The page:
These photographs show the rail access into the Despatch Department in 1923. Matching the early 1920's Site Plan to the contemporary aerial view, we believe that the 1923 Despatch Department was in what came to be known as "Y" bay. The lorry disappearing through the doorway to the left in one of the photos would have been entering the main Works yard which was built over when, in 1926, the main Fitting and Machine Shop bays were extended at their west ends.

There were two access points from the main railway line - one at the far north end of the site near to the Pattern Shop, the other close to the Foundry. Two other despatch points were served by rail access on the east side of the factory. One was for small parcels at the east end of the Machine Shop, the other at the east end of "N" Bay of the Fitting Shop.

The rail layout shown was altered in later years (around 1935?) to provide rail access to the east end of the Plate Shop and to the overhead gantry yard crane at the NE corner of the Plate Shop. This would appear to be the final layout as it was identical to that shown in the "New England Sidings and Locomotive Shed" diagram dated 1950.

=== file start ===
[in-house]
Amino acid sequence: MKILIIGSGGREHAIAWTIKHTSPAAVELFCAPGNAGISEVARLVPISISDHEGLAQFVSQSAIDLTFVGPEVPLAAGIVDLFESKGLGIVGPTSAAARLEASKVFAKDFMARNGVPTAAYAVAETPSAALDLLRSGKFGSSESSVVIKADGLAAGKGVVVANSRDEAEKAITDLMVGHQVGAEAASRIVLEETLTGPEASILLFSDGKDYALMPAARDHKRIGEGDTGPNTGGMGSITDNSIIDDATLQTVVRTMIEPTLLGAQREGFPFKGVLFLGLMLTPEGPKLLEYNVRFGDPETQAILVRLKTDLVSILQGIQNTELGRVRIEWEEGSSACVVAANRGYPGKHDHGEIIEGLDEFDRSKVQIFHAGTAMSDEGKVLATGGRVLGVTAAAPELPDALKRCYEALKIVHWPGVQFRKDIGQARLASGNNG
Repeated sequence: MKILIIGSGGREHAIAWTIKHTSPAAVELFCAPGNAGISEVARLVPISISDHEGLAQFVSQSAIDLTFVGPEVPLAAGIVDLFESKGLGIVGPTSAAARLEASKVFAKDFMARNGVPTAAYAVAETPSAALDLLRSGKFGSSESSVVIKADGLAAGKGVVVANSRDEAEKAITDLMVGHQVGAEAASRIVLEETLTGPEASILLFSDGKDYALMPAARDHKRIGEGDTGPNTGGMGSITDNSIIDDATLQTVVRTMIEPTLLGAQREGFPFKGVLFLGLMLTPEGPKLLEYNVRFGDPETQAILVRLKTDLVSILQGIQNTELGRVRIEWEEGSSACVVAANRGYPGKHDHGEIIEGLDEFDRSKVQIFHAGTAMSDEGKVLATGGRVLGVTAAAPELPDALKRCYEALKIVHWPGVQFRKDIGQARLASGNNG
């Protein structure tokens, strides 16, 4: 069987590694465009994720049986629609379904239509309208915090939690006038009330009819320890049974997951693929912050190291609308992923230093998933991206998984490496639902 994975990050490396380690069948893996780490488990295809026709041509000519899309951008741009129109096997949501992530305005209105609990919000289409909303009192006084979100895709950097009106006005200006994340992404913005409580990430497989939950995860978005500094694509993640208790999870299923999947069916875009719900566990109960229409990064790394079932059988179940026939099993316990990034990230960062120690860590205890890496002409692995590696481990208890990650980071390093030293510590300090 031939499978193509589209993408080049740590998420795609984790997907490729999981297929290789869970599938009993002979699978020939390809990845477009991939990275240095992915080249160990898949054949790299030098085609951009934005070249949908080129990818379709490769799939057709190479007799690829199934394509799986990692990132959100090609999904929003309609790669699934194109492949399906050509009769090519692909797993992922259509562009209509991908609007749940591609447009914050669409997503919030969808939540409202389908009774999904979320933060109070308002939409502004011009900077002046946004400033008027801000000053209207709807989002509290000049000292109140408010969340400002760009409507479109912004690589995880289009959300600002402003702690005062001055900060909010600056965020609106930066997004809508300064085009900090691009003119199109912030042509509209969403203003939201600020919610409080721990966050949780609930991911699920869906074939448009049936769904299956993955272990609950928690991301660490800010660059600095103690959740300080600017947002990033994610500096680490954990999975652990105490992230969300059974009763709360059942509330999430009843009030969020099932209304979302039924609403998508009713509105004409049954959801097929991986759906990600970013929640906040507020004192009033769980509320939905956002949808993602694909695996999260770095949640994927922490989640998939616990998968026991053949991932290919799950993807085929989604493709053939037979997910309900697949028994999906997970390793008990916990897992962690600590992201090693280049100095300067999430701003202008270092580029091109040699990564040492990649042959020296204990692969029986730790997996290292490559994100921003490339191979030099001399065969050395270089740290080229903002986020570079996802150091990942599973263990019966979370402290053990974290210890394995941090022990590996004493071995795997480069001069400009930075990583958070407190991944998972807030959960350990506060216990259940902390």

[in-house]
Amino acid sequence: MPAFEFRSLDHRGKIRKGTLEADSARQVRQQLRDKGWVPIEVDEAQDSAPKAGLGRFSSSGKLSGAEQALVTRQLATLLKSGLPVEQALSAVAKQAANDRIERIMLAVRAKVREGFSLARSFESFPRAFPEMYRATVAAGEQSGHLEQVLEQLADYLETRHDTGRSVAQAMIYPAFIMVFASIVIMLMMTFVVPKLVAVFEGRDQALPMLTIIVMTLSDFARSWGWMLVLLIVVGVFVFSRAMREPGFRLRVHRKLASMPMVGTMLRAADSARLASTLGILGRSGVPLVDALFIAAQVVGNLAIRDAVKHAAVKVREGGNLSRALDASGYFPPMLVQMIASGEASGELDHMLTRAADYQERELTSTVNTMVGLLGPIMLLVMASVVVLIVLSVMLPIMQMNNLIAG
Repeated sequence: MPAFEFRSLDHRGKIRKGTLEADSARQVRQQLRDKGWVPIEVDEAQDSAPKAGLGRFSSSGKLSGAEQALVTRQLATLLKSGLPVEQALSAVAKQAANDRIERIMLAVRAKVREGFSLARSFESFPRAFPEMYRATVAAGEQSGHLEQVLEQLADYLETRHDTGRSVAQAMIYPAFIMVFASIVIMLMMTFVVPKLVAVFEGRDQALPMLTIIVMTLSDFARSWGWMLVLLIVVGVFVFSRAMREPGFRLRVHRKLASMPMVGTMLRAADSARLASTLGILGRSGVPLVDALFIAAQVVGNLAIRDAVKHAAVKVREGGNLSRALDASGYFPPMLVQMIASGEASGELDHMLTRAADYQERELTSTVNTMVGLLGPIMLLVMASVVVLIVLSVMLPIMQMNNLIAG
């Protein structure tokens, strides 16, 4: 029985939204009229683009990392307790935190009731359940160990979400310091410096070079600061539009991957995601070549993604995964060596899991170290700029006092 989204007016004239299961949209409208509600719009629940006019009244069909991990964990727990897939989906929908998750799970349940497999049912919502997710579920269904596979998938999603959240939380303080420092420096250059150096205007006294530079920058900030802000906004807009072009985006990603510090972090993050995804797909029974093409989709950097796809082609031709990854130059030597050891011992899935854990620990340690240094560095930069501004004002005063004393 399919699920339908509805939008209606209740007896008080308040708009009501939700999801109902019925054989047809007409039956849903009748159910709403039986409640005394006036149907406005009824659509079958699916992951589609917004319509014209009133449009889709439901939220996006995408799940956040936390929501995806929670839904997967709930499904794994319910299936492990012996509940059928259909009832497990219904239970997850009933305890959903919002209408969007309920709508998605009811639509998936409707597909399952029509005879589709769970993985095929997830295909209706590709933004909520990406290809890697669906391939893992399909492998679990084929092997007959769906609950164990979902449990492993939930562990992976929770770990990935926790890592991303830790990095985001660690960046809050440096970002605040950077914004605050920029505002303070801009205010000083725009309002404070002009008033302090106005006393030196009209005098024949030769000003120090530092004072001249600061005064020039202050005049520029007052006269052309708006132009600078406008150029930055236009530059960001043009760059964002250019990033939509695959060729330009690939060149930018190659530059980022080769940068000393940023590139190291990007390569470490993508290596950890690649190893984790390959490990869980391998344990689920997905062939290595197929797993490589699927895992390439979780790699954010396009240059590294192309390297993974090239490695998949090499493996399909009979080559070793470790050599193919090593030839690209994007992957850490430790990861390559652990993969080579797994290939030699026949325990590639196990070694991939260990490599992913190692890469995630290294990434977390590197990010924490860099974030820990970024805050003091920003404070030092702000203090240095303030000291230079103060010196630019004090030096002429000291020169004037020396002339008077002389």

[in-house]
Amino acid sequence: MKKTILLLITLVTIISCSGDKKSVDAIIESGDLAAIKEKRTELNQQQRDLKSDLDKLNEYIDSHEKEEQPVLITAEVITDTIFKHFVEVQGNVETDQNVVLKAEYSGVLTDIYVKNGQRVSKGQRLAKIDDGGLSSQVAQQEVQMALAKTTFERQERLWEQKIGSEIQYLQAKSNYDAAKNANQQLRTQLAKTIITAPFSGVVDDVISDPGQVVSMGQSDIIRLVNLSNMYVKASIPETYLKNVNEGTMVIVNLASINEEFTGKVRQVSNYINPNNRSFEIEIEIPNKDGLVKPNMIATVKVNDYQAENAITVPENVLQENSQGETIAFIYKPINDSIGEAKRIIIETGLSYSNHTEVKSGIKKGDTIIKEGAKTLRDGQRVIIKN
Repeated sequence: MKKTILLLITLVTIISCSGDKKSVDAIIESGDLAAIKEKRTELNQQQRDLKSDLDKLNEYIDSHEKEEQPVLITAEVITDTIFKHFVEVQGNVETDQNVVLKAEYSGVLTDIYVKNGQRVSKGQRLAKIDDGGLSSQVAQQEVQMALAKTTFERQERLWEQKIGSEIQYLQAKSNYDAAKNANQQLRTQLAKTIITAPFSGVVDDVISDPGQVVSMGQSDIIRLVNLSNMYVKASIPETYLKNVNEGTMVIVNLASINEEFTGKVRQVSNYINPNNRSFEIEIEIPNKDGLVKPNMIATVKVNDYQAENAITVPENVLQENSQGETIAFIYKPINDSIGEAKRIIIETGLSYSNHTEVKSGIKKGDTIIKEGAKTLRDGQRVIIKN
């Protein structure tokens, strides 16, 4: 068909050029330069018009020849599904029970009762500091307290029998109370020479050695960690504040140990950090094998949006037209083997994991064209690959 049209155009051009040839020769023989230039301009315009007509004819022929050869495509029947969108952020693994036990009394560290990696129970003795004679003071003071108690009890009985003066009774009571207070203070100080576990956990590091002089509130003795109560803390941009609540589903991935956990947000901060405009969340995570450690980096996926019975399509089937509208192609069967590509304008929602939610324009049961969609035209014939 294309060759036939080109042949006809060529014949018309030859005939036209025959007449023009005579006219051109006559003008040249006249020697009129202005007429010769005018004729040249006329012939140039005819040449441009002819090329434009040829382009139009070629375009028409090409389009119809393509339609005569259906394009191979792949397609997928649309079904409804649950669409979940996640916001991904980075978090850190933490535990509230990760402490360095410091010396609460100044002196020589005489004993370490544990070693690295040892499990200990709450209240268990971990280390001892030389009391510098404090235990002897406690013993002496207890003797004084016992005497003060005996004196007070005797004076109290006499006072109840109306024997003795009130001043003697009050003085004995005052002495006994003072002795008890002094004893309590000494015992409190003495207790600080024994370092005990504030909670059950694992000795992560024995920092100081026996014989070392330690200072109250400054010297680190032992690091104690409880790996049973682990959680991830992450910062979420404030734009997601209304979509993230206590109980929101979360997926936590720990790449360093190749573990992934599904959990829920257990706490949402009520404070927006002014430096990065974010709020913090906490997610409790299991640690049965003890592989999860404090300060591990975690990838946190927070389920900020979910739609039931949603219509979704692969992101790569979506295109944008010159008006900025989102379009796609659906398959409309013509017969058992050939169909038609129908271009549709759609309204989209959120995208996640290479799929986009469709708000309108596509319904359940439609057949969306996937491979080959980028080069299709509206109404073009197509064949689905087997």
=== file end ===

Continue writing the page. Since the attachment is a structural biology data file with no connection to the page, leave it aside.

Wartime production was despatched by rail, loading of railway wagons being carried out using a mobile crane as shown here. A composite photograph in Baker Perkins at War also shows a trainload of Field Ovens leaving Westwood Works during the 1914-18 War.

Alan Dann started his career at Baker Perkins in 1943 taking details of railway wagons as they entered the site. He tells us that a yard gang was employed to move, load and unload the wagons - one of the "shunters" being Dick Layton. It was important for the yard gang to load or unload each wagon within three days or the Railway Company levied an extra charge.